D.C. Superior Court Judge Robert M. Scott refused yesterday to dismiss charges against any of the 10 young people accused of kidnaping, robbing and murdering Catherine L. Fuller, telling one defense attorney that the evidence against her client was overwhelming and pointedly arguing with other defense attorneys about the sufficiency of the evidence.
Scott's denial of the defense motions for acquittals came on the 13th day of the trial, in which government prosecutors rested their case after presenting videotaped statement of one of the defendants saying he was in the Northeast alley when Fuller was killed Oct. 1, 1984, but that he did not participate in her beating.
Dismissals of charges are routinely requested by defense attorneys at the close of the prosecution's case, and the presiding judge is required to review the evidence in the most favorable light for the government without deciding credibility of the evidence. But Scott's comments, made out of the hearing of the jury, seemed to surprise some court observers, and several of the defendants shook their heads at his comments.
Scott, known as a judge who does not mince words from the bench, reacted most strongly to a request that charges be dismissed against 20-year-old Levy Rouse. "If I've ever seen an overwhelming" sufficiency of evidence . . . go to the jury," it is in this case, Scott told Rouse's attorney, Lillian McEwen. Prosecutors have alleged that it was Rouse who thrust a pipe into Fuller's rectum, causing massive injuries.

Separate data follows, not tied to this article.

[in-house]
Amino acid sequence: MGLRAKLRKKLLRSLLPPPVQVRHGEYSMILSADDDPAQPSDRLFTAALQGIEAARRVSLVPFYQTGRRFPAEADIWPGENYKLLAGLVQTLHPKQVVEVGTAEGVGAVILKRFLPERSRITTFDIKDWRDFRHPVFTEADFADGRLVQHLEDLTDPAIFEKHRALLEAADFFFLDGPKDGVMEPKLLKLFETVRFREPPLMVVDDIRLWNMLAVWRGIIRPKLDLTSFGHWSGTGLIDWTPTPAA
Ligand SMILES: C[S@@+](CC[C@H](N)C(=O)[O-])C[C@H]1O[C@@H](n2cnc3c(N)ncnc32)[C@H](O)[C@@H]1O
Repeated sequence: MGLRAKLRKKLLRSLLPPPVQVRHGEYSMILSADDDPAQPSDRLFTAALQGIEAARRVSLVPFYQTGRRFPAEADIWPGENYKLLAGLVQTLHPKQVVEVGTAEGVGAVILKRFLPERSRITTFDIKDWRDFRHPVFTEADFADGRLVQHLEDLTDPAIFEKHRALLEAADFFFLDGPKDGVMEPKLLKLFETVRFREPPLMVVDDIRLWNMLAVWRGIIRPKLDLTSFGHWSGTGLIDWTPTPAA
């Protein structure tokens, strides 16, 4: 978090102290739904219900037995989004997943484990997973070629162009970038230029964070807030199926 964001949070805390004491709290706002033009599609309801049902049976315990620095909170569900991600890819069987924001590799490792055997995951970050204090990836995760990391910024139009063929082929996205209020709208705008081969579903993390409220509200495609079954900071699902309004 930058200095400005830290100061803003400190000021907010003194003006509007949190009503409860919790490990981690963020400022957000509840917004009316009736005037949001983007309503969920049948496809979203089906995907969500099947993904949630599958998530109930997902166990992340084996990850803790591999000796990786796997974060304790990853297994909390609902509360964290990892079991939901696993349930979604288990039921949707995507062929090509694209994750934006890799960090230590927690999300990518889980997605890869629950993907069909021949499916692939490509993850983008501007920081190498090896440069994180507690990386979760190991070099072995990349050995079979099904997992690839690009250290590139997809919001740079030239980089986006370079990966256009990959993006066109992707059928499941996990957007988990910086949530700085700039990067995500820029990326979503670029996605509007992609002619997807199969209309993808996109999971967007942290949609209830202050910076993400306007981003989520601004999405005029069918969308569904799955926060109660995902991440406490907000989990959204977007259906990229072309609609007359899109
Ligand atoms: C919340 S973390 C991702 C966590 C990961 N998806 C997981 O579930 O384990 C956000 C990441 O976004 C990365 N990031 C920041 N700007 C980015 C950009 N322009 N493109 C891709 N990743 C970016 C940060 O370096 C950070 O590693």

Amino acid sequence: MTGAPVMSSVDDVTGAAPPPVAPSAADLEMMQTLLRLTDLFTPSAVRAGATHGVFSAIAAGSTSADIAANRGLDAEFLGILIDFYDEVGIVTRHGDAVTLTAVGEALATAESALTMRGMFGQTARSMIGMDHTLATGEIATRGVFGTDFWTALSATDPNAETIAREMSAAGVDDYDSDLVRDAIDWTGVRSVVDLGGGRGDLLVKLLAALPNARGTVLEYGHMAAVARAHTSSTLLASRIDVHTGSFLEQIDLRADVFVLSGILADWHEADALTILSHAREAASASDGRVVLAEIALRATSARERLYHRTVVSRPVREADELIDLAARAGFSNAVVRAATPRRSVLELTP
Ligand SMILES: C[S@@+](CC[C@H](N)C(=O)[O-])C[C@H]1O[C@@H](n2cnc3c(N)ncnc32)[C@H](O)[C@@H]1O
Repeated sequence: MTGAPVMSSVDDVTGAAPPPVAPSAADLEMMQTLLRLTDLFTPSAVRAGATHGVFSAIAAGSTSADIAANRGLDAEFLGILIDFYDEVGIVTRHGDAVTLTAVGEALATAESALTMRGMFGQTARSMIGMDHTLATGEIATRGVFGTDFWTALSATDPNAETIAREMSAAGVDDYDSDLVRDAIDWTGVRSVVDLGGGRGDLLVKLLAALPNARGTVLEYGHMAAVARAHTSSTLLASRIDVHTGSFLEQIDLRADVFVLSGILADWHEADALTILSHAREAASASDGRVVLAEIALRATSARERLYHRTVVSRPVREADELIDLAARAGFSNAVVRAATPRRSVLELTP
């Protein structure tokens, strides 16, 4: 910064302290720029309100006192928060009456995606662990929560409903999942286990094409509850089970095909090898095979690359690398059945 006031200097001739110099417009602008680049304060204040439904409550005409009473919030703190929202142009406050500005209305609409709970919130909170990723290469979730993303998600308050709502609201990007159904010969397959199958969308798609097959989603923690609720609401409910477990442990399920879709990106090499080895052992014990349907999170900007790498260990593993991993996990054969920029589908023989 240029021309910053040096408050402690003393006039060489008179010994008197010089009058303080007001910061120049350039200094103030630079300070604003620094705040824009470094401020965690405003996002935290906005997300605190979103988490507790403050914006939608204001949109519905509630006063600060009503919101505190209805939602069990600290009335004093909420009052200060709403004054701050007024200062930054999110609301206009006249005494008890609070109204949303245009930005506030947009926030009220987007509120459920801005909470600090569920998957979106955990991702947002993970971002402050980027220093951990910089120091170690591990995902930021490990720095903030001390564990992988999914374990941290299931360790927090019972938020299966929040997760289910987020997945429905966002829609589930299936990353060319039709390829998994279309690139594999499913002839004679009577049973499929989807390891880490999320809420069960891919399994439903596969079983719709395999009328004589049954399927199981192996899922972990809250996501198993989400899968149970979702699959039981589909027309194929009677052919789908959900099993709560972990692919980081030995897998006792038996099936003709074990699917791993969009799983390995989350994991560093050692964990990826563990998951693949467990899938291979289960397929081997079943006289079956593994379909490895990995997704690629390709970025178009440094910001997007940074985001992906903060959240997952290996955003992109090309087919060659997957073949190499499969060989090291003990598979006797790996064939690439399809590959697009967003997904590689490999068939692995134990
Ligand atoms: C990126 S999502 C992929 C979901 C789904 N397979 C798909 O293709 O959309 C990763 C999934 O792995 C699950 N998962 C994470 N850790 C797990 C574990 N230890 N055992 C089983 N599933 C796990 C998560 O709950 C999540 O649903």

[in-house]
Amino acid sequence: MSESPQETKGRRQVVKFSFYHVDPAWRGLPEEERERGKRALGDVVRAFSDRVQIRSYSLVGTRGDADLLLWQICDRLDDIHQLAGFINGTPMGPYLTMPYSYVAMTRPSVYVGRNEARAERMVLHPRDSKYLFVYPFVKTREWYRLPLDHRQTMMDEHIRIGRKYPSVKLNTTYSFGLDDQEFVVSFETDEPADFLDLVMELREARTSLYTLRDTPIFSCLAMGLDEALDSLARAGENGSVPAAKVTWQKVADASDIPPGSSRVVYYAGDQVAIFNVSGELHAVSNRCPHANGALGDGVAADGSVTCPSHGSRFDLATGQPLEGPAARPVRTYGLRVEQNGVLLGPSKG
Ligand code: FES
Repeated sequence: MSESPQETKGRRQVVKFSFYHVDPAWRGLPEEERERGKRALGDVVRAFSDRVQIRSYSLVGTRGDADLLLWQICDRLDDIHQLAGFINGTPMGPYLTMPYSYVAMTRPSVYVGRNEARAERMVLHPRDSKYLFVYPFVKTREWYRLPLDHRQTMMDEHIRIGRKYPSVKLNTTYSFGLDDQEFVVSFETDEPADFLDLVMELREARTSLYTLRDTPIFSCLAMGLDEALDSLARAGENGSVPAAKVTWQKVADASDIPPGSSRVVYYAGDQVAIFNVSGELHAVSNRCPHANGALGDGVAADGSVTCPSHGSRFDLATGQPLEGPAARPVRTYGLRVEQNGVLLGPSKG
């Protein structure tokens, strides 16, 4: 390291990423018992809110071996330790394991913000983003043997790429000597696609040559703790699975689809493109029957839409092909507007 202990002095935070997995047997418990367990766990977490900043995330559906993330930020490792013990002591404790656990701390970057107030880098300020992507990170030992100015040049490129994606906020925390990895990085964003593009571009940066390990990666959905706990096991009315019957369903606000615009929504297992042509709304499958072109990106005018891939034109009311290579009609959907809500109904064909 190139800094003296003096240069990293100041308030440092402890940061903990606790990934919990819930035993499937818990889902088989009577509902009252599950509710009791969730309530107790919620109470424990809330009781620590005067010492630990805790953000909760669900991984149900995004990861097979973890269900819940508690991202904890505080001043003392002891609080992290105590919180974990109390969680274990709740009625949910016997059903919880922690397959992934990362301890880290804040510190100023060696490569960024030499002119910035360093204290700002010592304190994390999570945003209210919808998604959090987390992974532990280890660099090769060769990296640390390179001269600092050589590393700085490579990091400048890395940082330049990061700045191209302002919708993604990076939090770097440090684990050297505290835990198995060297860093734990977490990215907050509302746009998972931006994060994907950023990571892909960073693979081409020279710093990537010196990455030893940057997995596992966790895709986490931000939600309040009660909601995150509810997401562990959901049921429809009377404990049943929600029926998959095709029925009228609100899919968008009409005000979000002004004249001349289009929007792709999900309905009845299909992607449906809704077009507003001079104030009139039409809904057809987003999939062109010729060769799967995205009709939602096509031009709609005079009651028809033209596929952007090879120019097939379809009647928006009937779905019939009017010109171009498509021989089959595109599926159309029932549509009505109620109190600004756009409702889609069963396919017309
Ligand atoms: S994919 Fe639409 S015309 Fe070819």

"What, your client?" Judge Scott asked loudly after attorney Frederick Sullivan said there was insufficient evidence to continue prosecuting the case against his client, 20-year-old Timothy Catlett. "Do you want me to recite it all . . . ? The evidence is replete with his participation in the thing."
Defense attorneys had not expected Scott to dismiss any charges yesterday, but some of them had speculated that the defendant who stood the best chance for acquittal was 17-year-old Felicia Ruffin.
Only one prosecution witness, Harry Bennett, placed Ruffin in the abandoned Northeast garage where prosecutors say Fuller, 48, was beaten to death. Bennett, who pleaded guilty to manslaughter in the case, testified that Ruffin did not participate in the beating but that she received one of Fuller's rings.
The nine other defendants, all residents in Fuller's neighborhood, have been identified a number of times by various prosecution witnesses as being in the alley and garage when Fuller was killed.
"She was there at the scene . . . and she got a ring," said Judge Scott, reciting the eyewitness testimony to Ruffin's lawyer, William Seals.
Scott said receiving the ring, stolen property, would make Ruffin an "aider and abettor" in the robbery. A person can be convicted in the District of first-degree murder -- which carries a mandatory prison term of at least 20 years -- if he or she particpates in any way in a felony that leads to a death.
Earlier yesterday, the jury watched a television monitor play a videotape of a statement by defendant Clifton Yarborough. On the tape, the 17-year-old Yarborough told two police detectives in a nervous, rapid voice that he was at the edge of the alley when Fuller was beaten but that he did not assault her. He admitted on the videotape to receiving $2 from someone who had participated in the beating but said the $2 was not taken from Fuller.
The videotaped statement, edited to eliminate references to other defendants, was the most damaging evidence so far against Yarborough. Yarborough's attorney, Wendell Robinson, said in his opening statement that his client was studying at a girlfriend's house when Fuller was killed. The videotape shown yesterday contradicted that.
Yarborough told detectives he was standing at the edge of the alley during the beating -- about a "basketball court" length away -- and only later asked one of the participants for [TEXT OMITTED FROM SOURCE]